The tweet, from the company’s official @HomeDepot account, showed a picture of two African-American drummers with a person in a gorilla mask in between them and asked: ‘Which drummer is not like the others?’

Bad post

It was quickly pulled, but not before people took screen shots of it and it was widely condemned on social media. NBC and CNBC, among others, reported on the Tweet.

Always take a moment to look at the image you are posting and ask yourself the question, ‘could this offend anyone?’ If you think it could, don’t post it.

#2. Don’t Post Sexist Images or Make Sexist References

The Facebook post above was to celebrate International Women’s Day. Here we see a professional image of women sat, looking really happy, on a washing machine and a tumble dryer. It suggests that housework is the role of a woman. It’s no surprise that they got so many negative, and angry comments.

#3. Don’t Discriminate

bad post - Ghana defeat

This post was to showcase a result of the World Cup in 2014. USA 2 Ghana 1.

So many people commented declaring their upset that this was in bad taste. Some found it racist too. If only they’d thought twice about it and actually done some research.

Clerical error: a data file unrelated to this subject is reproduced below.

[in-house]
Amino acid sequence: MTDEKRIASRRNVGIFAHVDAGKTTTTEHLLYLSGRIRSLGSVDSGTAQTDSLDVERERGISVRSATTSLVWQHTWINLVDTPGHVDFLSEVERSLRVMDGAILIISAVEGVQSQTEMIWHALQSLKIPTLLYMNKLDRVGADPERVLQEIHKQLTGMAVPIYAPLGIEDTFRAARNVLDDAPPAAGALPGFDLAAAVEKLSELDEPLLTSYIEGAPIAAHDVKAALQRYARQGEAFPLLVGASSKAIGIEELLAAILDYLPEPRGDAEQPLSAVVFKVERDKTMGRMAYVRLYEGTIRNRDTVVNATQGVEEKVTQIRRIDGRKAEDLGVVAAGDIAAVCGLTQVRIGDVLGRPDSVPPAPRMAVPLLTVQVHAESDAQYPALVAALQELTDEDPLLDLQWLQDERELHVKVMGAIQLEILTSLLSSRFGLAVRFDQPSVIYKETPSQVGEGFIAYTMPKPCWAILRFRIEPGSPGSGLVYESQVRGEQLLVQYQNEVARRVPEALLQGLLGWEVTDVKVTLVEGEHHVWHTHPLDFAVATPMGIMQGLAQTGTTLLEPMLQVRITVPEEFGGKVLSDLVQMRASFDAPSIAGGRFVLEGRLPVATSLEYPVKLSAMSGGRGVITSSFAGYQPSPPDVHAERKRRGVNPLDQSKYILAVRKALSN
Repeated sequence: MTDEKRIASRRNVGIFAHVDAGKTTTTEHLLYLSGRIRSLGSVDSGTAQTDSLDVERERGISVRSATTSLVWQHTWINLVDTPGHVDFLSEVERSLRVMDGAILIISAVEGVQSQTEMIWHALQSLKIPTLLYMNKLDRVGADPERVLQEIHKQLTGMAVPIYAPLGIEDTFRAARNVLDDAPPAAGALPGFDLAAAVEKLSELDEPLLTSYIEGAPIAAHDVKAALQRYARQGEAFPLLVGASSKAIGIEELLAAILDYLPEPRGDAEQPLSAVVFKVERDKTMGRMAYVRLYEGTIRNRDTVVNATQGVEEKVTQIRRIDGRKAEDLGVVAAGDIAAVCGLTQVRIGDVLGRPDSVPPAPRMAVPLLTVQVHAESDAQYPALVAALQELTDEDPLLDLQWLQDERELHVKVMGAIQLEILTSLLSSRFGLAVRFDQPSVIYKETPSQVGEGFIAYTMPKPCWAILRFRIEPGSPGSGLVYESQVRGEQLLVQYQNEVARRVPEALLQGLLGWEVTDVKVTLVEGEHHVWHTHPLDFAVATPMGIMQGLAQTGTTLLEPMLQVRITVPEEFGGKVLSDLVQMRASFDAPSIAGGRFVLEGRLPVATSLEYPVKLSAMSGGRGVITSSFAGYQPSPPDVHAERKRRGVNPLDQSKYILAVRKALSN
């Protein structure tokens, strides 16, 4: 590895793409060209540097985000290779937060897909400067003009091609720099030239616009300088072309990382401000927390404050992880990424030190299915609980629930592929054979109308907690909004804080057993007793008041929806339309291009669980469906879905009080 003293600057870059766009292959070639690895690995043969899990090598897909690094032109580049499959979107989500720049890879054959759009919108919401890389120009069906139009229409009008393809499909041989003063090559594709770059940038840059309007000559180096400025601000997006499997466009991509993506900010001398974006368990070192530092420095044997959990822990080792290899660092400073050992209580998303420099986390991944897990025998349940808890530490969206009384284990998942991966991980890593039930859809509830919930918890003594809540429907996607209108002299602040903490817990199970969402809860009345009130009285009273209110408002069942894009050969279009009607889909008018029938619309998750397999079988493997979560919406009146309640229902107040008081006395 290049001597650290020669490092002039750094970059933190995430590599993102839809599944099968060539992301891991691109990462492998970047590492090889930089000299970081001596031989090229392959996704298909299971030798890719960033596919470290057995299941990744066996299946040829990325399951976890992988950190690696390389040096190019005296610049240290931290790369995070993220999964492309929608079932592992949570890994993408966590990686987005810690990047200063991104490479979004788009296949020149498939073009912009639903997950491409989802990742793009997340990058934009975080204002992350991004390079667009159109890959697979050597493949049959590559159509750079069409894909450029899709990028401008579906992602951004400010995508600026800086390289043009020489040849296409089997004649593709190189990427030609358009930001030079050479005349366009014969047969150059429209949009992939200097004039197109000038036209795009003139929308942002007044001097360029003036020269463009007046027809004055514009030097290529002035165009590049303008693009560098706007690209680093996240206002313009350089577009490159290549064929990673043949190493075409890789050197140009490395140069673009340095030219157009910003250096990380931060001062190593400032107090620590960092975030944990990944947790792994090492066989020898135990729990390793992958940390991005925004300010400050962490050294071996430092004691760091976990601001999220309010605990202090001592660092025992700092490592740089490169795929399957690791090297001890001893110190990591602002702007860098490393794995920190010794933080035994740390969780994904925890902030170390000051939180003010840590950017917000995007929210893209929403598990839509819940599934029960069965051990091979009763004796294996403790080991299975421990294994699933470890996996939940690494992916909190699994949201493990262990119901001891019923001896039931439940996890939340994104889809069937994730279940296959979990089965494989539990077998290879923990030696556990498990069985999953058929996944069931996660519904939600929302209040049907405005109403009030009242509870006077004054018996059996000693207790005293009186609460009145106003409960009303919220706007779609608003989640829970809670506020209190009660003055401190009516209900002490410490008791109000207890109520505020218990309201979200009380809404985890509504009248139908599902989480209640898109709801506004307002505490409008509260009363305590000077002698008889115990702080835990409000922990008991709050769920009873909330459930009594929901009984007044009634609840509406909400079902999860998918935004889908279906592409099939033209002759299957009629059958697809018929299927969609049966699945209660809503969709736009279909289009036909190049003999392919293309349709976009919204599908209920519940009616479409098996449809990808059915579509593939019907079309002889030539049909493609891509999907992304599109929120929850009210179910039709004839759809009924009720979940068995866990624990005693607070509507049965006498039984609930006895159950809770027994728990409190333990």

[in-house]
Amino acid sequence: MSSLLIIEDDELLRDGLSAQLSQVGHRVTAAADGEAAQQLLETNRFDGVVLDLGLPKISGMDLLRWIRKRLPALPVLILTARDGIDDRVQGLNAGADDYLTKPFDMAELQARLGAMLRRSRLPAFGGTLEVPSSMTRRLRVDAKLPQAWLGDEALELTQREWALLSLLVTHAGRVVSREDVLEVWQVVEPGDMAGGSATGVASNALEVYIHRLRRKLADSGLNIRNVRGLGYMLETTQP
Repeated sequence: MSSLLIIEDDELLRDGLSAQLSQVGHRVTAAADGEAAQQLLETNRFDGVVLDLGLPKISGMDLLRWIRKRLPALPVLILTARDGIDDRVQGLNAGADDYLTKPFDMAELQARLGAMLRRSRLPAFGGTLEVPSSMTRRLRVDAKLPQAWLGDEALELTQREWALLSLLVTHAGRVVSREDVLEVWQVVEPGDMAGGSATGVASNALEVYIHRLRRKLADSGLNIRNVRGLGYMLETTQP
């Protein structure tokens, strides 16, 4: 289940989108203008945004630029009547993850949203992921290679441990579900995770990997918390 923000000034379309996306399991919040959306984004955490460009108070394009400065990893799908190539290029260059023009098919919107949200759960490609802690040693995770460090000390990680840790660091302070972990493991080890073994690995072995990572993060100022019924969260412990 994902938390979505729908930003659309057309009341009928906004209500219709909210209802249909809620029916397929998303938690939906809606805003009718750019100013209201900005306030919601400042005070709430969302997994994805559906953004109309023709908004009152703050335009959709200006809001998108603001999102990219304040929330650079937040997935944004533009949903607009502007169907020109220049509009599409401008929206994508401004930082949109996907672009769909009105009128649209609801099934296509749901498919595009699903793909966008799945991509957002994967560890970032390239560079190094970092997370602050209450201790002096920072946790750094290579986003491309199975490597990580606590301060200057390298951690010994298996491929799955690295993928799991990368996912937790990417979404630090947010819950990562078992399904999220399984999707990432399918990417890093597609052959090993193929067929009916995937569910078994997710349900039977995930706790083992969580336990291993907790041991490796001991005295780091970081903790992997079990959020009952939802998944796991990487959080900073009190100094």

The final blow came when the score pointed out that giraffes don’t even live in Ghana! Never assume anything!

#4. Don’t Use Bad Language and Limit The Use Of Slang

There’s so much wrong with this post. I cannot understand how they thought that this was OK. They use language that some may find offensive, and they are using language connected to body shaming.

Why they felt the need to use such strong slang is beyond me. My advice is always to be yourself, speak normally and in a way that will be well received by your target customer.

#5. Don’t Promote Your Product Or Services On The Back Of A Disaster

This post was published to mark the anniversary of 9/11. When you first look at the post, you may not realise exactly what is going on here. But they used this as an opportunity to promote their pizza. Not clever and the post received a lot of criticism

#6. Don’t Post Negative Or Derogatory Social Media Content About Your Business

Bad language doesn’t always land well and in this case, they try to use a play on words with their business name. What they have achieved to do, is suggest that they hate where they work. So, why would anyone want to do business with them?

#7. Don’t Post Without Doing Your Research First

This post is about cloud formation. The written content is absolutely fine and non-offensive. However, when looking for an image to accompany the copy, they’ve been very lazy. They’ve come across an image that they have assumed is a cloud formation. It’s not. It’s an image of the Space Shuttle Challenger that broke apart seconds into its flight in 1986 killing all 7 crew members.